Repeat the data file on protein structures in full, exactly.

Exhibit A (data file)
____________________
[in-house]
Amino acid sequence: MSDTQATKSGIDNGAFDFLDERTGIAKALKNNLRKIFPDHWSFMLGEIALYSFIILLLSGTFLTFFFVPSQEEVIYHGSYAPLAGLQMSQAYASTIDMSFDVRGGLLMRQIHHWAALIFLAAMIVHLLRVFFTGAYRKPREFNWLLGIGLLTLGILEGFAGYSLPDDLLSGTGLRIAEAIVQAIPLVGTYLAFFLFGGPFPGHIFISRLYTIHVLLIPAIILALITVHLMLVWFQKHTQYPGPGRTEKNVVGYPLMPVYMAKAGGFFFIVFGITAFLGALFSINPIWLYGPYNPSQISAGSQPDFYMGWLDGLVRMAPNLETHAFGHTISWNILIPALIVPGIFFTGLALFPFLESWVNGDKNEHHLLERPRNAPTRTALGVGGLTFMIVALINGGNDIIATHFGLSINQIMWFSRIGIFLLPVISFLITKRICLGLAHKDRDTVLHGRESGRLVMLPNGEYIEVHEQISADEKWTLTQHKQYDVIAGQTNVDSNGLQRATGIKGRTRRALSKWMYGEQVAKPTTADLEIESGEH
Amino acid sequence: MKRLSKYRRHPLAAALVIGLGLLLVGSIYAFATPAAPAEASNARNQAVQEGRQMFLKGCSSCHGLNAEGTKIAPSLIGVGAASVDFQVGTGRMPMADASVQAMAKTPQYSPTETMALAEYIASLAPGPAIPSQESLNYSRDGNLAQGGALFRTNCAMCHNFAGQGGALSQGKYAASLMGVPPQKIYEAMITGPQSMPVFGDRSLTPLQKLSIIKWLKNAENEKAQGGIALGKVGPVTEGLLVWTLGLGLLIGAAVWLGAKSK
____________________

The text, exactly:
[in-house]
Amino acid sequence: MSDTQATKSGIDNGAFDFLDERTGIAKALKNNLRKIFPDHWSFMLGEIALYSFIILLLSGTFLTFFFVPSQEEVIYHGSYAPLAGLQMSQAYASTIDMSFDVRGGLLMRQIHHWAALIFLAAMIVHLLRVFFTGAYRKPREFNWLLGIGLLTLGILEGFAGYSLPDDLLSGTGLRIAEAIVQAIPLVGTYLAFFLFGGPFPGHIFISRLYTIHVLLIPAIILALITVHLMLVWFQKHTQYPGPGRTEKNVVGYPLMPVYMAKAGGFFFIVFGITAFLGALFSINPIWLYGPYNPSQISAGSQPDFYMGWLDGLVRMAPNLETHAFGHTISWNILIPALIVPGIFFTGLALFPFLESWVNGDKNEHHLLERPRNAPTRTALGVGGLTFMIVALINGGNDIIATHFGLSINQIMWFSRIGIFLLPVISFLITKRICLGLAHKDRDTVLHGRESGRLVMLPNGEYIEVHEQISADEKWTLTQHKQYDVIAGQTNVDSNGLQRATGIKGRTRRALSKWMYGEQVAKPTTADLEIESGEH
Amino acid sequence: MKRLSKYRRHPLAAALVIGLGLLLVGSIYAFATPAAPAEASNARNQAVQEGRQMFLKGCSSCHGLNAEGTKIAPSLIGVGAASVDFQVGTGRMPMADASVQAMAKTPQYSPTETMALAEYIASLAPGPAIPSQESLNYSRDGNLAQGGALFRTNCAMCHNFAGQGGALSQGKYAASLMGVPPQKIYEAMITGPQSMPVFGDRSLTPLQKLSIIKWLKNAENEKAQGGIALGKVGPVTEGLLVWTLGLGLLIGAAVWLGAKSK